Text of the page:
A healthy lifestyle is a necessity in the times that we live in but it is not an easy task. It requires careful planning, making the right choices and most of all, resisting temptation. The ability to turn away from a freshly baked doughnut in the pastry shop, choosing to order some healthy snacks rather than pepperoni pizzas on a game night, or keeping a check on carbs every single day – it needs serious determination. But then again, it is your own health that is at stake here and as hard as it is to accept, giving up on these temptations is a small price to pay in return.
Among the most dread diseases in India, hypertension or high blood pressure ranks among the top. According to Mayo Clinic, “High blood pressure is a common condition in which the force of the blood against your artery walls is high enough that it may eventually cause health problems, such as heart disease.”
A recent study of outpatient care in India, it was found that hypertension or high blood pressure has been found to be the most common cardiovascular risk factor.
Of the 68,196 patients from 10 cardiology outpatient departments included in the US-led study, hypertension was present in nearly 30 per cent patients followed by other risk factors including diabetes, current tobacco use and high cholesterol. Researchers used the American College of Cardiology's PINNACLE India Quality Improvement Programme registry to examine performance measures and outline areas for further improvement in cardiovascular care delivery.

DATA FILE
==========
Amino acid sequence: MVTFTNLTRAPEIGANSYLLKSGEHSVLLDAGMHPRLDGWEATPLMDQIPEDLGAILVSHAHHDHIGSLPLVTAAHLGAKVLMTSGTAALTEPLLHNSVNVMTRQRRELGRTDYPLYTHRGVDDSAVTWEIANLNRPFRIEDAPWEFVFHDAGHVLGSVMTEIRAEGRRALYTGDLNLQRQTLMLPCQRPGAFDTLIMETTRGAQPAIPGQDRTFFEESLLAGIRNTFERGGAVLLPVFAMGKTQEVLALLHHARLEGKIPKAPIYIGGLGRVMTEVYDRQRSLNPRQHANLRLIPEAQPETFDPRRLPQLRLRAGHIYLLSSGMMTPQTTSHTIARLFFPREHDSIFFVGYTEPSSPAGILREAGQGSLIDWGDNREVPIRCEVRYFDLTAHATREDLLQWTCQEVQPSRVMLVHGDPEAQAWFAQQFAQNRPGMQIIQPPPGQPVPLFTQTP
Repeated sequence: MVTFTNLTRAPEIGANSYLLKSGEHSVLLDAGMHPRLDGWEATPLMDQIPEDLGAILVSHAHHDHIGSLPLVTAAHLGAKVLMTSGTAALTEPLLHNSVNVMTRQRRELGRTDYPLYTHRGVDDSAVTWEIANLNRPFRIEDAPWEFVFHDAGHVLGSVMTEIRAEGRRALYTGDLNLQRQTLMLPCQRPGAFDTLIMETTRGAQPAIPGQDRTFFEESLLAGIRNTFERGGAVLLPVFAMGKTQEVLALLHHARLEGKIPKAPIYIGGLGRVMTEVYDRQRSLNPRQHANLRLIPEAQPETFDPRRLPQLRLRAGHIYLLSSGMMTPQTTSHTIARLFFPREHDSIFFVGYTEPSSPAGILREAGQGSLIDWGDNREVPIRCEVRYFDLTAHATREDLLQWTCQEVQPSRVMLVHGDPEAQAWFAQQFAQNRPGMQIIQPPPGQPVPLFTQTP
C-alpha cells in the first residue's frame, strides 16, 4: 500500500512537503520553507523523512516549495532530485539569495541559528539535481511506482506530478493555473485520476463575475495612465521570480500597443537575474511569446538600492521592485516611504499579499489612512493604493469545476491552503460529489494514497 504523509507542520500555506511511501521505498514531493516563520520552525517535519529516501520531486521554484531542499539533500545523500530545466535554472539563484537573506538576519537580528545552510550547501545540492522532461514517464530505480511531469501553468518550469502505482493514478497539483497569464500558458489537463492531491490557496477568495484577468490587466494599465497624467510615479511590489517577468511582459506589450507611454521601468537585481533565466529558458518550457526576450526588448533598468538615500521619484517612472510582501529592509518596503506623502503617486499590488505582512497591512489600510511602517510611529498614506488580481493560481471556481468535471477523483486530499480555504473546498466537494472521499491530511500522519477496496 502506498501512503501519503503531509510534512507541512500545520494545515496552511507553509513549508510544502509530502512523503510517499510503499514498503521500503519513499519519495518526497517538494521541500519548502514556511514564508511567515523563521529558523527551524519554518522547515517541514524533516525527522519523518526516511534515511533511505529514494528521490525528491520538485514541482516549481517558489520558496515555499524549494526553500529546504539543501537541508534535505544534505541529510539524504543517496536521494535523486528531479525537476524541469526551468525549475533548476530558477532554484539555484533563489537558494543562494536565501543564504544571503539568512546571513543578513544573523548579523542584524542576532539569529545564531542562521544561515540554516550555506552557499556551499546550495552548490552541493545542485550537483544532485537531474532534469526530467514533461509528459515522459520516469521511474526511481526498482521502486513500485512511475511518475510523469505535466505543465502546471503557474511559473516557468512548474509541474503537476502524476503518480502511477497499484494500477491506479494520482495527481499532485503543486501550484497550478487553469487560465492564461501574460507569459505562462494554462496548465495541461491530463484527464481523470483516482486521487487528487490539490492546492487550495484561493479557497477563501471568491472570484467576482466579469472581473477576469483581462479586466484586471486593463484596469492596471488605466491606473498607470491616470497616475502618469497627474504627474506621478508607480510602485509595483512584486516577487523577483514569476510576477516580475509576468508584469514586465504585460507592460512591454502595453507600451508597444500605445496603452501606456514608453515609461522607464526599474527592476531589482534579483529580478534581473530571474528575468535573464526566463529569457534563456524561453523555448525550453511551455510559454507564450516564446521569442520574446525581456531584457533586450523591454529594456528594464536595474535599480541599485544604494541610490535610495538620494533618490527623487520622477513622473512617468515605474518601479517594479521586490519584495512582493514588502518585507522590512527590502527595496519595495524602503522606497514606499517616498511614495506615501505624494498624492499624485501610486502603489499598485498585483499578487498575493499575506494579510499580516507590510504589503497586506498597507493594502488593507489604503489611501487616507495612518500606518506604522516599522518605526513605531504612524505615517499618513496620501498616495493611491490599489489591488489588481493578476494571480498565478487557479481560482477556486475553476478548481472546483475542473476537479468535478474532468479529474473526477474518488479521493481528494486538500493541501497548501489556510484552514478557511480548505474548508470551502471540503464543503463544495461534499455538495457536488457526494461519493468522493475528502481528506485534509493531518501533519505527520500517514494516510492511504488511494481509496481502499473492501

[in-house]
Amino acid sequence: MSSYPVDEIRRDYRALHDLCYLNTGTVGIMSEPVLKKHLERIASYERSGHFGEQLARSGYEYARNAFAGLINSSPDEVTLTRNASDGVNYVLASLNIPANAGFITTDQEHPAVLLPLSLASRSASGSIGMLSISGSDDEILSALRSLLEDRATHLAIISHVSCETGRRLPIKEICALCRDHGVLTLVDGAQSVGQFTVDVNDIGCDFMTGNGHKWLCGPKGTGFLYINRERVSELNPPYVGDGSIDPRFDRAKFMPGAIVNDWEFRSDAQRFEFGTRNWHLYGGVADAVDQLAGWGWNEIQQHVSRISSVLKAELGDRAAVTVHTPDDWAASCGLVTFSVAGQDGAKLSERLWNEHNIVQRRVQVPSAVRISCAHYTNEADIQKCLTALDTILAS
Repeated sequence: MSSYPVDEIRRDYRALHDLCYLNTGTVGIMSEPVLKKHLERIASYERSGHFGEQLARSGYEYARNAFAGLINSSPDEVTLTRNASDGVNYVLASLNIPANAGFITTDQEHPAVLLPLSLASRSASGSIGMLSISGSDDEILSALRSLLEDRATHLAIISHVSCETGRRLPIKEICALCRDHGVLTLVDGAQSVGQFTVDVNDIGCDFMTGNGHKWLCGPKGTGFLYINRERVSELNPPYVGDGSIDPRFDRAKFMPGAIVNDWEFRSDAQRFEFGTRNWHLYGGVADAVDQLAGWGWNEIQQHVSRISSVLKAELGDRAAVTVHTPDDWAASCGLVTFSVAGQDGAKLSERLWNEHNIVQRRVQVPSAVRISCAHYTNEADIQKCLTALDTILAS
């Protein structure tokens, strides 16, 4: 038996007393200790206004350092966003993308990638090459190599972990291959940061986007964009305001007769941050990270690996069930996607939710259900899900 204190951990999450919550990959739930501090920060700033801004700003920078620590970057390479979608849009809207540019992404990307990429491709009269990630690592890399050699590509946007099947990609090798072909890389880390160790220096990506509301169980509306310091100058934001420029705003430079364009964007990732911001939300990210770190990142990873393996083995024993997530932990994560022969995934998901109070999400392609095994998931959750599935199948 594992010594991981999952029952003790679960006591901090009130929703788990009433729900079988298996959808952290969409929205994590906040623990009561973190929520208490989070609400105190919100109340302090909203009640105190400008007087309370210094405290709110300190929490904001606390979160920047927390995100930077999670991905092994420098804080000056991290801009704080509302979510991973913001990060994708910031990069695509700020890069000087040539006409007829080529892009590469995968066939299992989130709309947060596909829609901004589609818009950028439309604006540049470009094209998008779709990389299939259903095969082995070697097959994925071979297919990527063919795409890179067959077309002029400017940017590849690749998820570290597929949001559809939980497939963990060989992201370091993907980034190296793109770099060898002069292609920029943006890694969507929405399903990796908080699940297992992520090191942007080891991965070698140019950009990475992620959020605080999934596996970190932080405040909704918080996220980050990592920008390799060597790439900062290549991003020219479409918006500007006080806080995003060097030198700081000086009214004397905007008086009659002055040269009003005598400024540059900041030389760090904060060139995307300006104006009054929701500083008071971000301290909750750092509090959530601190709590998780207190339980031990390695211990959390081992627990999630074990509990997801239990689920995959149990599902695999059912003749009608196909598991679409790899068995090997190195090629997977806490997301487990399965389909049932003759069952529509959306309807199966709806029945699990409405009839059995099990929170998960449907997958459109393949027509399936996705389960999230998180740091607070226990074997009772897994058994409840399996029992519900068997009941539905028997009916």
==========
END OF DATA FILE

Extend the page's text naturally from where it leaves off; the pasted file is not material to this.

The findings suggested that despite challenges, it is feasible to collect and study the quality of outpatient cardiovascular care in a resource-limited environment like India.
"This paper demonstrates the high potential for the American College of Cardiology and the PINNACLE registry to partner with cardiologists and help them improve the quality of outpatient cardiovascular care across the globe," said one of the study authors William Oetgen, executive vice president of science, education, and quality at the American College of Cardiology, a non-profit medical society.
There is a growing burden of cardiovascular disease in India, but only limited data is available on the quality of outpatient care for patients with coronary artery disease, heart failure and atrial fibrillation.
As the second most populous country in the world, India is experiencing an increase in the more traditional risk factors for coronary artery disease due to a rise in behavioural risk factors, including tobacco use, physical inactivity and poor diet coupled with low levels of awareness, treatment and control of risk factors, the study noted.
The PINNACLE India Quality Improvement Programme is the first cardiovascular disease care data-collection and reporting programme implemented in the country, the researchers said. The study was published in the Journal of the American Heart Association.